We will examine your hearing ability by letting you listen to a number of different pure tones through a pair of headphones or earplugs, and with bone vibrator. Each ear will be tested individually. When you hear a tone, you press a button or raise your hand. The test results - illustrated as a graph or an audiogram - show your hearing threshold, i.e. the softest sounds you are able to hear at different frequencies (Hz).
This behavioural test are also called site of lesion test. These tests are specially done to differentiate between sensory function from the neural function. It is done only for the adult patient. These tests are used as a screening procedure in the auditory test battery.
The middle ear test shows how the ear drum reacts to varying air pressure in the ear canal. A small probe is inserted into the ear, and while listening to different sounds the air pressure inside your ear is increased or decreased. Your hearing ability depends on the degree of your ear drum sensitivity, and this test, in conjunction with the pure tone test and the speech test, helps the examiner to determine the extent of your hearing loss.
Some children do not accept that a headphone is put on their head or insert earphones are inserted in their ear. The only way to conduct an audiometric evaluation is to present sounds by means of loudspeakers. One more difficulty is to make the child respond to a sound which is audible to the child. This is achieved by connecting sounds and observe for behavioural changes. The procedure is called Behavioural observation Audiometry, every time after a sound is presented child will exhibit some kind of behaviour. An audible sound makes the child looking for the source. Therefore, every search reaction following a sound suggests that the previous sound was audible. For hearing instrument benefit evaluation, BOA is done twice: first without and then with hearing instrument.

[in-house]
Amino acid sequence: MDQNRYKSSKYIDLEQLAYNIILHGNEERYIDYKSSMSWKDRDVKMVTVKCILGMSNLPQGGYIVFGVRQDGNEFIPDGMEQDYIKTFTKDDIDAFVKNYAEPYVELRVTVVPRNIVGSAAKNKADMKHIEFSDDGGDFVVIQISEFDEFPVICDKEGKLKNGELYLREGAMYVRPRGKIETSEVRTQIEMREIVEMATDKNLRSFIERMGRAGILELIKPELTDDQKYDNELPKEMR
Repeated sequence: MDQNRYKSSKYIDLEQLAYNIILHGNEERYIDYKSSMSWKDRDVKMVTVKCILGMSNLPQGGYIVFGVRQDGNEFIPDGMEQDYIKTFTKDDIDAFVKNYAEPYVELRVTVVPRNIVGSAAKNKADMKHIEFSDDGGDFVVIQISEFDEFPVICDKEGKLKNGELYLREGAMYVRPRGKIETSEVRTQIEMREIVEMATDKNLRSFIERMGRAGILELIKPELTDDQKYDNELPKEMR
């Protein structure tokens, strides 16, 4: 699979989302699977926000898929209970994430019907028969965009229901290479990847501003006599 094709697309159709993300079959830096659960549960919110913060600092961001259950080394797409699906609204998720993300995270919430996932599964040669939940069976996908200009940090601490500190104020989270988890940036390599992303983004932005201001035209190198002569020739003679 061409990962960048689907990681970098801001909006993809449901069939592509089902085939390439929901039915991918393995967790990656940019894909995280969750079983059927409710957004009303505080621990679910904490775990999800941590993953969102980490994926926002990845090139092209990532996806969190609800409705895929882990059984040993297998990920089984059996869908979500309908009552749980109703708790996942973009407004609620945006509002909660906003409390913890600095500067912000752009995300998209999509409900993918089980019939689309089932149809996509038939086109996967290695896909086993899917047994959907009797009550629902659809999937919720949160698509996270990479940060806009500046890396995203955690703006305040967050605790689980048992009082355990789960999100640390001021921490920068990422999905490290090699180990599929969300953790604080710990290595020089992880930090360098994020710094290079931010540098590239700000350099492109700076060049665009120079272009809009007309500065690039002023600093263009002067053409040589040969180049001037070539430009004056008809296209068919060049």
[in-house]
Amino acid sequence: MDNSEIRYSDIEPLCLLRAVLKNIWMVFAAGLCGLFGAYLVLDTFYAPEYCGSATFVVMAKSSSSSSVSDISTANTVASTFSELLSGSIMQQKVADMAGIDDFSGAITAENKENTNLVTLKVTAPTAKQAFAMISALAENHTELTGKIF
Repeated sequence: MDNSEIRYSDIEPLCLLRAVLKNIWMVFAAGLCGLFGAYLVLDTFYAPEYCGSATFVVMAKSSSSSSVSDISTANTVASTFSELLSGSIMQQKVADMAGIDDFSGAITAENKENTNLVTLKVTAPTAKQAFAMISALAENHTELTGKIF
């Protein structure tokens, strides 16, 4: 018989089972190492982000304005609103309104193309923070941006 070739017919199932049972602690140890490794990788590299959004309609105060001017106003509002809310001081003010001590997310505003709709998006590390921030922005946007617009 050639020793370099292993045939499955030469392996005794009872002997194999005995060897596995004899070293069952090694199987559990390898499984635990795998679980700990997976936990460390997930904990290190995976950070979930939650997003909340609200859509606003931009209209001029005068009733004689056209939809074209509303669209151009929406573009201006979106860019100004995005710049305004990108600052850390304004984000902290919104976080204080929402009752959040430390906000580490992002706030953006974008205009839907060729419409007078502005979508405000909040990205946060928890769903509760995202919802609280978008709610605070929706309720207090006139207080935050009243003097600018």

Otoacoustic emissions are clinically important because they are the basis of a simple, non-invasive, test for hearing defects in newborn babies and in children who are too young to cooperate in conventional hearing tests.
The ABR is used for newborn hearing screening, auditory threshold estimation, intraoperative monitoring, determining hearing loss type and degree, and auditory nerve and brainstem lesion detection.